And the breastfeeding….We are down to morning and nighttime nursing during the week and we include naptime on weekends (she naps great at daycare without any milk or anything special). Unfortunately, she nurses to sleep at nap and bedtime. I know, I know…I feel like I totally messed up huge with that one. Our oldest self-weaned at around 16 or 17 months. We thought about dropping her morning nursing first and then naptime and then bedtime. Weaning won’t be easy because she is so used to that as part of her routine (although she can go to bed without milk if I am not in the house). I think the biggest thing is getting her to sleep on her own with having to nurse to sleep. I used to nurse my oldest in the living room with the lights and the tv on. I nurse my youngest in her quiet and dark room because the oldest is around and she gets super distracted. I’m not necessarily in a huge hurry to wean her for good (I think mostly because she is probably my last) but at the same time I never imagined I would still be nursing a 2 year old.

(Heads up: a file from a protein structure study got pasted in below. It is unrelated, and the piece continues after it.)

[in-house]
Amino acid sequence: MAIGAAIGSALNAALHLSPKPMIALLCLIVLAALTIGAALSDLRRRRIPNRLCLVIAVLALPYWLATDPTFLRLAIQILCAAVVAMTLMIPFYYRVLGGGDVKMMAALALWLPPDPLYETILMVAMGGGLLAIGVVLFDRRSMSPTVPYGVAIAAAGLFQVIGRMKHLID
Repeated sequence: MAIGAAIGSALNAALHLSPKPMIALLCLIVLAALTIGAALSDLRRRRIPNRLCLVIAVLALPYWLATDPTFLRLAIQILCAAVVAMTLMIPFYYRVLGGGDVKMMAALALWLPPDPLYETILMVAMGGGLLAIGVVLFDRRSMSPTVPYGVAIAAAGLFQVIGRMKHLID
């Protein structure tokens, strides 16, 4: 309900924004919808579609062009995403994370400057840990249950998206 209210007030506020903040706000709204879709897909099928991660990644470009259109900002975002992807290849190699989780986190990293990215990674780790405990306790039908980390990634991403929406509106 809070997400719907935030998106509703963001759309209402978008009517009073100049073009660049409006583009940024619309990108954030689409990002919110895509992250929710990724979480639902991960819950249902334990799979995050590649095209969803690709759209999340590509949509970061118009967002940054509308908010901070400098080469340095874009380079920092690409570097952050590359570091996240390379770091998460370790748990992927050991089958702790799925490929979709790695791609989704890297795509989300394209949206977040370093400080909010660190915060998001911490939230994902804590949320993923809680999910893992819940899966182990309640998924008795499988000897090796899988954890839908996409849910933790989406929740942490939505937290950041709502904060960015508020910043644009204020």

So with all of that being said, I will gladly take any advice you can offer. 🙂

Thank you!!

Since there doesn’t seem to be any super-high pressure from outside forces behind any of these — you don’t need the crib for a new baby, she’s not taking dangerous head dives out of it, she’s not starting a school with a potty-training expectation, etc. — I’d probably go with letting her lead the way. I don’t really see a need to rush, and as you’ve correctly stated, allllll of these processes and transitions tend to be MUCH EASIER when your toddler shows at least some sign of readiness on her part.

Kids march to their own timelines